Wednesday, October 17, 2007

The Coming Epidemic, Part II

About a year ago, I wrote The Coming Epidemic, where I talked about a) the limits of employer-provided health insurance (it discourages preventative care because of high employee mobility), and b) the fact that lack of universal health care allows a large number of unhealthy uninsured people to become pools of infectious organisms which can then mutate into more virulent antibiotic-resistant varieties and jump to the insured. As I pointed out in comments, "pandemics don't care how much money is in your wallet or how much health insurance you have. They're equal opportunity killers." Thus it is in all of our best interests, no matter how much money you make, that we eliminate the large population of uninsured and get rid of employer-provided health insurance as a menace to public health. As I pointed out, "the anti-universal-healthcare nimnuts are putting their own lives at risk. But they care more about their precious ideological purity than about reality."

So where are we today? On the health insurance front, it looks like various iterations of RomneyCare are being proposed. These will still leave a reservoir of uninsured people. If you have a choice of buying health insurance or feeding your children this month, you will choose to disobey the law mandating that you buy health insurance and just bet that the State won't catch up with you. In addition, people who are here illegally are still not covered by any of these, and will continue to provide a reservoir of unhealthy people that can be used to incubate new super-bugs for a pandemic that can kill millions of Americans. So it appears that the need for universal health care in order to prevent a mass die-off of the world's population is still not taken seriously by the so-called "serious" people. If anybody in America cannot simply walk into any doctor's office anywhere in America and request treatment regardless of age, immigration status, or income, then you don't have universal health care, and you still have that disease reservoir incubating super-bugs.

So how are we doing on the disease front? Well, thankfully, the antibiotic-resistant untreatable TB variety I had my eyes on still hasn't made that one mutagenic leap for virulence that would result in millions of Americans dying, though it's just a matter of time. But it appears that we do have a new super-bug that is killing tens of thousands of Americans per year: a new antibiotic-resistant staph bacteria. It is spreading like wildfire in prisons, schools, and hospitals, and now kills more Americans per year than any other disease organism. I'm not sure whether this is "it" -- the epidemic that our own short-sightedness and stupidity will cause to kill millions of us. But it's just a matter of time. Just a matter of time. Because from what I can tell, shortsightedness and stupidity are in no less supply than they were a year ago, and the diseases just keep mutating away in that pool of unhealthy uninsured people. A few more mutations in the diseases bubbling away in that reservoir, and we could see a die-off that would make the Black Death look like child's play...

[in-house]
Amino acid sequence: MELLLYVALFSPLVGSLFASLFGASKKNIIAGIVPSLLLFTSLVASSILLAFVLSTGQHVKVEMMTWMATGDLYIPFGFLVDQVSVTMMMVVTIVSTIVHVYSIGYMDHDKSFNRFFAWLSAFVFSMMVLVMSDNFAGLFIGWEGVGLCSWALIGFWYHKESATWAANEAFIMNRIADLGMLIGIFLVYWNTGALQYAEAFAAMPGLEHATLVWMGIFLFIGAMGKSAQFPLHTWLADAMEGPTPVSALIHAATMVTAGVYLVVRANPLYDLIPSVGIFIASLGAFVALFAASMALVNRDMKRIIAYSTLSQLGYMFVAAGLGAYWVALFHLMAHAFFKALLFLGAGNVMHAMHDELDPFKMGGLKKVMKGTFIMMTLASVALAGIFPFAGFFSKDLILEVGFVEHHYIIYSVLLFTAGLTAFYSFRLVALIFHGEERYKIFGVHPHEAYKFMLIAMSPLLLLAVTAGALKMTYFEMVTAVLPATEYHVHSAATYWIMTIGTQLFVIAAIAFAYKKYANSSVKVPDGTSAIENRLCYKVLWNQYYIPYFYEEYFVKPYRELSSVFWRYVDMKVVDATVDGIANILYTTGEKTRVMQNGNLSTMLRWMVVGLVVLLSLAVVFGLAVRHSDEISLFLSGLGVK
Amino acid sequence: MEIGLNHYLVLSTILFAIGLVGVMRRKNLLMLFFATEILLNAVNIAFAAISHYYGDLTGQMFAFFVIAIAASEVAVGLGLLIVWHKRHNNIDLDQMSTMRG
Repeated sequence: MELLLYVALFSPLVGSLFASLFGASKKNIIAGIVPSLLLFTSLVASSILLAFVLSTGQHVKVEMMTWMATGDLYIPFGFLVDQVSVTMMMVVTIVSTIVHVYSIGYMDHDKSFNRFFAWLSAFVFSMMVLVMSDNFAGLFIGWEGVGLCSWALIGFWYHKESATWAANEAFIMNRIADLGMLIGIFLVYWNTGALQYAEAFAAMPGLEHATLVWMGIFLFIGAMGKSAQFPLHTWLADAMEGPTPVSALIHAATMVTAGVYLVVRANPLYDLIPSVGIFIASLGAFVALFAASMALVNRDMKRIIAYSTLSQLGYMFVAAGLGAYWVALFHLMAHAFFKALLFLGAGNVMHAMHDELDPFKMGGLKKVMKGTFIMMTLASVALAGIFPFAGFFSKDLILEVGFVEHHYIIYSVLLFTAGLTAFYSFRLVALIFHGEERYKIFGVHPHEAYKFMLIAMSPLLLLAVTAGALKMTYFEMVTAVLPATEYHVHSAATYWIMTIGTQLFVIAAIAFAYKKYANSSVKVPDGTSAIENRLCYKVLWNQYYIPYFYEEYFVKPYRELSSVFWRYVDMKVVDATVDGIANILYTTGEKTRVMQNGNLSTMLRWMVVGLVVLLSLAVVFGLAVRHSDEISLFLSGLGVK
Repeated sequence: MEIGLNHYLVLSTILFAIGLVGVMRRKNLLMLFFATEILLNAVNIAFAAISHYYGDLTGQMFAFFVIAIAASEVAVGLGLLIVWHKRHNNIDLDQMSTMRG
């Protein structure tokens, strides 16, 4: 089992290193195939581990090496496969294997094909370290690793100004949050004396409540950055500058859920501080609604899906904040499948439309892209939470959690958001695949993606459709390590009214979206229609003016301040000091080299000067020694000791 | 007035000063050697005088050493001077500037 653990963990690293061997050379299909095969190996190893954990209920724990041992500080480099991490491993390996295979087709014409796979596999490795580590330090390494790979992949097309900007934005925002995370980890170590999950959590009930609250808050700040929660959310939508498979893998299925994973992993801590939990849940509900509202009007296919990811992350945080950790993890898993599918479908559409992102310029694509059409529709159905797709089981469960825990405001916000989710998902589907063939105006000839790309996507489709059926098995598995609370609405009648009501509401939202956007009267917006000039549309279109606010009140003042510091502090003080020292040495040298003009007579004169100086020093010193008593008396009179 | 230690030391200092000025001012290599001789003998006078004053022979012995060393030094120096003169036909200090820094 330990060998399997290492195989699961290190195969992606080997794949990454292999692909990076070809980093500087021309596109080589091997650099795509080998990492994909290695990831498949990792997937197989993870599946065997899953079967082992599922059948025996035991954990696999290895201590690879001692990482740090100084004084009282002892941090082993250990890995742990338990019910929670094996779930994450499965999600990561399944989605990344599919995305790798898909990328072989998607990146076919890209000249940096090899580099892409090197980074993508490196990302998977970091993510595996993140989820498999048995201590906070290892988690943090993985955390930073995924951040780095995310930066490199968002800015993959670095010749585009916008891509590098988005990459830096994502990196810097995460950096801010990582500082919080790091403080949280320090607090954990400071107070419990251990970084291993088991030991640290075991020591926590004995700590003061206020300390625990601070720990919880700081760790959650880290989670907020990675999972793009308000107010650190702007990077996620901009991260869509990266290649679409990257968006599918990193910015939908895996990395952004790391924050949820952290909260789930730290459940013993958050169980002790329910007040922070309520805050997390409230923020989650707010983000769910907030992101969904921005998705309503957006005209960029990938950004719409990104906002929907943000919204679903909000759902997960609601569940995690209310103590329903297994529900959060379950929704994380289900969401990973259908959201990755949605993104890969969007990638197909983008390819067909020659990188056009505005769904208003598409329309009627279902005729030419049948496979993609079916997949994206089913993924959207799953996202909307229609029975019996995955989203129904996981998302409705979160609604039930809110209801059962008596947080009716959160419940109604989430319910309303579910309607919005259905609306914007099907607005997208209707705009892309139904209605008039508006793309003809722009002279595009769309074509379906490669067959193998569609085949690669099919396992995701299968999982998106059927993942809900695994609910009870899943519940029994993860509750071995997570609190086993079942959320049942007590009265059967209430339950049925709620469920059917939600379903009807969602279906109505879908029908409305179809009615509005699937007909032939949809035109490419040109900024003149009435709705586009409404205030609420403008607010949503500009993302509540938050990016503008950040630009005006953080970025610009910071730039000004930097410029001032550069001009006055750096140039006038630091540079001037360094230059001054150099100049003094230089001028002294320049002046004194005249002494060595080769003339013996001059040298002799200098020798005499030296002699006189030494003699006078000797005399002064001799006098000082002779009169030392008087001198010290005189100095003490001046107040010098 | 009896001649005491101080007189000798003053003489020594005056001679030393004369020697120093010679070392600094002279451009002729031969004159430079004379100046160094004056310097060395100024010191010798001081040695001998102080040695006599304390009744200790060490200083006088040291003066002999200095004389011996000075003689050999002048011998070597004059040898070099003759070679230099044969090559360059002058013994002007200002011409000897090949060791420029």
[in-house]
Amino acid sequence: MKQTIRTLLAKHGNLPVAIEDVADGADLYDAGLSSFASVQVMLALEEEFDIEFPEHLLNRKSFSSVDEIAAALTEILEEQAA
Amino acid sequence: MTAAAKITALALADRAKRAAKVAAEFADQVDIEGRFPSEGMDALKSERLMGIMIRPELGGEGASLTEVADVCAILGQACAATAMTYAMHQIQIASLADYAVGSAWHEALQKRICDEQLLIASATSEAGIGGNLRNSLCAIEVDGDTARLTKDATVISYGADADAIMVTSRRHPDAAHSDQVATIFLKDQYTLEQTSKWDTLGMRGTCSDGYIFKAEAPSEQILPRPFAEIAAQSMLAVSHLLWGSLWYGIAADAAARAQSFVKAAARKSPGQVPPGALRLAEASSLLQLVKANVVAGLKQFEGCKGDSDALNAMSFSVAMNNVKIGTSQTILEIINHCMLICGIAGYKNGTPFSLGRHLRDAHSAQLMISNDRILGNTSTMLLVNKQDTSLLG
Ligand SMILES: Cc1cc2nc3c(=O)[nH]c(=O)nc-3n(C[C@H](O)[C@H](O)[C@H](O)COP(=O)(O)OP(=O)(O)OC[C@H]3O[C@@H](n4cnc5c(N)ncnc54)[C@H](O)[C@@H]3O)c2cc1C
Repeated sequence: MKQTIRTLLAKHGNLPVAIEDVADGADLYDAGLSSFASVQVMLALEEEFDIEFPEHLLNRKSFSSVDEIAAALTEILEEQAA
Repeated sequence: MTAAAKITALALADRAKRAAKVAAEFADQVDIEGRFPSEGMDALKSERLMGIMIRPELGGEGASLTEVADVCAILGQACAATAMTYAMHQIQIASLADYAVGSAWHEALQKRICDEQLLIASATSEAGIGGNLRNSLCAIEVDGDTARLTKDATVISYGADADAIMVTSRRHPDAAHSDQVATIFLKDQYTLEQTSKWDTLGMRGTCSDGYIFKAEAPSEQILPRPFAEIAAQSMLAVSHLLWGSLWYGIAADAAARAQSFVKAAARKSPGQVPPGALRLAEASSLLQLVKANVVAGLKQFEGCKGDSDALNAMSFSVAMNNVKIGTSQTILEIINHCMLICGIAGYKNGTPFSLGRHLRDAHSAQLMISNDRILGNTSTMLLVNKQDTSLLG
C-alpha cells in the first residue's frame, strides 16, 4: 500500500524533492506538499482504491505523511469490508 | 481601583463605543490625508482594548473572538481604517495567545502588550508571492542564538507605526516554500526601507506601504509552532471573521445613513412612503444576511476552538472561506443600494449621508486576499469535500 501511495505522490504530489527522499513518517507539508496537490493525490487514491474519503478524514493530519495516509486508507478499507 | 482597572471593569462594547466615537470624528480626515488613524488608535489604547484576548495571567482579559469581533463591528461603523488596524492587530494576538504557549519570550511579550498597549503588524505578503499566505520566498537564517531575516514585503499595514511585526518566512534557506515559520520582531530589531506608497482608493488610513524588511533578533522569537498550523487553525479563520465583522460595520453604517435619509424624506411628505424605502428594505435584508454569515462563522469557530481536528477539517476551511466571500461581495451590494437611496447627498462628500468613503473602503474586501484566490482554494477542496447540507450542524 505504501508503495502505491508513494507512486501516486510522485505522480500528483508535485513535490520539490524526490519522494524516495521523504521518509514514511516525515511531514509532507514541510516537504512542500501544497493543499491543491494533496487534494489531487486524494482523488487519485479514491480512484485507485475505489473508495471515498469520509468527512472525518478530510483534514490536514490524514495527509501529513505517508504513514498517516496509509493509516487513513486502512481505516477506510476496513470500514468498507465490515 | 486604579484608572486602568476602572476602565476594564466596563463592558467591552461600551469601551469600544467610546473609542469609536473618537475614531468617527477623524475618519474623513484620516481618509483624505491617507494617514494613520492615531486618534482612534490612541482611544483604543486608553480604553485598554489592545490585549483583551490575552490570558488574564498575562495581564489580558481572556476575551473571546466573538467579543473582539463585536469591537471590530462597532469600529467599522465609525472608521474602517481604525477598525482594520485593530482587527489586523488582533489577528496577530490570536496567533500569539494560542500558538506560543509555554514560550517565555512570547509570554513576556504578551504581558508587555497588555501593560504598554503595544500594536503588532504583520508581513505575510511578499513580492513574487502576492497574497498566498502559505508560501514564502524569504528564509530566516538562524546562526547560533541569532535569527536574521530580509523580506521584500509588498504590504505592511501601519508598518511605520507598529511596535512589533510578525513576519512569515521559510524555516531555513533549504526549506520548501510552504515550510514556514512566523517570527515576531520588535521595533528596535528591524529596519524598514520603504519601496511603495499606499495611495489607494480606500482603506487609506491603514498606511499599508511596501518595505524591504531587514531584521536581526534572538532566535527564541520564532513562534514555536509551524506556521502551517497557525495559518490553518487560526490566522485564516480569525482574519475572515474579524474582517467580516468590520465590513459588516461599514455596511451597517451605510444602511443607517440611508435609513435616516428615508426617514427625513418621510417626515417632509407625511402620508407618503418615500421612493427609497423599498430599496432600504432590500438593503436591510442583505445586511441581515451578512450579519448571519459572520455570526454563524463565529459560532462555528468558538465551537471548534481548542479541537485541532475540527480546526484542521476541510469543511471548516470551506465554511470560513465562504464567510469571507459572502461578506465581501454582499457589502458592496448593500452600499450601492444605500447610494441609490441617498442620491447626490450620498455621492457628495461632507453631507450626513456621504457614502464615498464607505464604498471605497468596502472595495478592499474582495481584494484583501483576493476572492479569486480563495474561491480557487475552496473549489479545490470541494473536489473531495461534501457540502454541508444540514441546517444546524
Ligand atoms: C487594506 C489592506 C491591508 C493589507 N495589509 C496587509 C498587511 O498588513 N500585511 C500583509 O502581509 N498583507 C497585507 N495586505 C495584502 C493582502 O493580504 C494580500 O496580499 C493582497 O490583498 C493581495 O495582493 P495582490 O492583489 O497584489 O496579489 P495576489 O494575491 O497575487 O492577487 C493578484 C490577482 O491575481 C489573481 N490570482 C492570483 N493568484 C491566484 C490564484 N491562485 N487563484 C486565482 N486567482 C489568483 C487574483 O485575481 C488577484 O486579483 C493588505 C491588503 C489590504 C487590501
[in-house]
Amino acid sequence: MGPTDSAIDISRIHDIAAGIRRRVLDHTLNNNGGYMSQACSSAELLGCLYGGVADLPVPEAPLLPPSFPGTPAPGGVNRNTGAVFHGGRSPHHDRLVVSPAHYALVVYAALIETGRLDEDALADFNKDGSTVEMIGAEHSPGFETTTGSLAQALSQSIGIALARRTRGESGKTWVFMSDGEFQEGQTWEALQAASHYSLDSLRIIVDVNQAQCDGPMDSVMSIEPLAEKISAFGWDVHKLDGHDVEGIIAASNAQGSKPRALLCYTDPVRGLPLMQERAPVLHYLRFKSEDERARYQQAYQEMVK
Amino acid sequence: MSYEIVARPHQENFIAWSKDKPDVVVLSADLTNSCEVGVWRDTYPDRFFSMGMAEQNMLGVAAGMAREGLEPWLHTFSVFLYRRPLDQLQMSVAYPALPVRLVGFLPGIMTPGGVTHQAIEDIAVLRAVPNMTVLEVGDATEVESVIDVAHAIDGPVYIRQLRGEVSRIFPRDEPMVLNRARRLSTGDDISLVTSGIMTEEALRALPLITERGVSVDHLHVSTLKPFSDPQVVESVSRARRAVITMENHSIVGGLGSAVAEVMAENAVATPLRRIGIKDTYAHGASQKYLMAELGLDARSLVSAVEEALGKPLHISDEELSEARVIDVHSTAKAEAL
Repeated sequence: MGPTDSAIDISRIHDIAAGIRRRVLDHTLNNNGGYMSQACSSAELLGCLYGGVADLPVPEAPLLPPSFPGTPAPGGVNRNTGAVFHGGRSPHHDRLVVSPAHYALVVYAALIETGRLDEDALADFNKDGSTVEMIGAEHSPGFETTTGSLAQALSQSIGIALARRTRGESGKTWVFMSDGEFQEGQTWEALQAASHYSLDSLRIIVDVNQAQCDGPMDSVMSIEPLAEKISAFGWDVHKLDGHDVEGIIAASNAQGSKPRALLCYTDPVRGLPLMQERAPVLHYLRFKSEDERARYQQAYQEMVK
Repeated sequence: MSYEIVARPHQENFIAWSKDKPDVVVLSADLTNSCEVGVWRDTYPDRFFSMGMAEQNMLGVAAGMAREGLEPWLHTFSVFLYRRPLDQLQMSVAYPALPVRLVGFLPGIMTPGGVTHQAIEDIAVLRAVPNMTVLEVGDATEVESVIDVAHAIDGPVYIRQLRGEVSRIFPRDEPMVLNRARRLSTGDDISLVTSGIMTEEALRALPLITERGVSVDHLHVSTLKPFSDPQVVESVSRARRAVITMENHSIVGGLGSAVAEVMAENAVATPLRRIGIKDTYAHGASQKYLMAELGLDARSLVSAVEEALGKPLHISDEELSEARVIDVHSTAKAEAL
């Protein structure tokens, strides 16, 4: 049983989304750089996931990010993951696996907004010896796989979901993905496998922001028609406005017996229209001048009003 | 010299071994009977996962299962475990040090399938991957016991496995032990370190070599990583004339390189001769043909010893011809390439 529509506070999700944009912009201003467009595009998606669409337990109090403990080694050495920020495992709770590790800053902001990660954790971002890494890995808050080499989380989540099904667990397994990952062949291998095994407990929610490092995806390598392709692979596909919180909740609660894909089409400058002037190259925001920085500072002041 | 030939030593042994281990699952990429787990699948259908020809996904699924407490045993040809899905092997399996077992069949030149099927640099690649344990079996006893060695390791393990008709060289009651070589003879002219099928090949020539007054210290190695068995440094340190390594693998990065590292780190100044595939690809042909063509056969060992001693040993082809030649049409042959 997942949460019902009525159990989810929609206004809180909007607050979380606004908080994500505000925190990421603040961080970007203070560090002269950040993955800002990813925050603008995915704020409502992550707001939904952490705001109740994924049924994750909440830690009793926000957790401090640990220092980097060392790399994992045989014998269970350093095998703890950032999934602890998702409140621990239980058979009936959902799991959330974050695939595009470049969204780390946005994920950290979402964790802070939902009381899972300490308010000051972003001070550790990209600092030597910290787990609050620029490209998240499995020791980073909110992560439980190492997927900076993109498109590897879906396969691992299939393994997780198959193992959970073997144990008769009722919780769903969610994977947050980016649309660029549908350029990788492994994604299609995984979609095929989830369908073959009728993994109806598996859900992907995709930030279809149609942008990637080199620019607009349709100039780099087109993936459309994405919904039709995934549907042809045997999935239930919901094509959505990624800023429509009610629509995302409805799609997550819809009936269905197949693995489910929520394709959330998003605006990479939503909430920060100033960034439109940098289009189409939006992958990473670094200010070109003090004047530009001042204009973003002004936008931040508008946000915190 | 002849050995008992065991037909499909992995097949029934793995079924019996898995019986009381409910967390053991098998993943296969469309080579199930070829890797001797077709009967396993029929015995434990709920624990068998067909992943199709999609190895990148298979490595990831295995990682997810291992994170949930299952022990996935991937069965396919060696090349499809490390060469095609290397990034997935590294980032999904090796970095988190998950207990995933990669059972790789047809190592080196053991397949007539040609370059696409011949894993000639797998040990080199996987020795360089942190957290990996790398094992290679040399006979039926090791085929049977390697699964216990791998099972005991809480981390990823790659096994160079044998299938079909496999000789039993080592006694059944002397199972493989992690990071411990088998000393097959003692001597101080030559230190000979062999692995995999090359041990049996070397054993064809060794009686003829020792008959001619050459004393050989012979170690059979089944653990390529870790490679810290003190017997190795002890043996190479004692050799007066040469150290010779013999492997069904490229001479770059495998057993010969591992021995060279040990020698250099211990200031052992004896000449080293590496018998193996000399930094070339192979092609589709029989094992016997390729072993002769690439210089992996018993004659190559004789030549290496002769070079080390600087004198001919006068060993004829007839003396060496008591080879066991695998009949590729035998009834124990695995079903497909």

-- Badtux the Health Care Penguin


  1. Add to the pool the folks who have insurance, but since they can't take time off from work to see their doctor, they come in sick and infect the rest of the workers. Urgent care clinics are being used by some of my co-workers (after hours -- and they're not cheap), just so they won't have to miss work and/or have one too many absences/late marks against them.

  2. Which points to the main problem -- fragmentary and incomplete health care provision. The uninsured have access to health care only when they're in danger of dying (by going to the emergency room), so they might get a course of antibiotics, but then they don't get any more because they can't afford it -- thus helping breed yet another antibiotic-resistant version of a common bug. Someplace like, say, the Congo, where there's no health care at all, this isn't a problem, because the people just die when they get sick (dead people can't breed or spread super-bugs). But we've got the worst of both worlds here in America, since we keep that pool of disease vectors alive, but unhealthy.

  3. This is one of the points I keep making about SCHIP and other programs for kids - kids are plague carriers [no I don't have children] who gather in groups [schools, day care, sports, malls] to breed ever more virulent strains of disease. If they aren't treated early and often they will be incubators of something that will kill a major slice of the population.

    Publix markets, a supermarket chain down here with pharmacies, gives away a two week supply of several major generic antibiotics with a prescription.

    This is targeted at parents [to get them into stores] and to reduce the number of workers staying home with sick kids.

  4. Thanks, Badtux. As one who spent quite a while in the arena of public health computing, I've been saying for years that I've never encountered the virus or bacterium that could recognize a national or state boundary, or could distinguish an undocumented resident from one with papers, or even a citizen. Until we recognize that, and make it easy for everyone to obtain treatment for him- or herself, we are just breeding better, more antibiotic-resistant bugs. It's folly beyond all reason. And those who oppose universal solutions are acting in just that way... beyond all reason.


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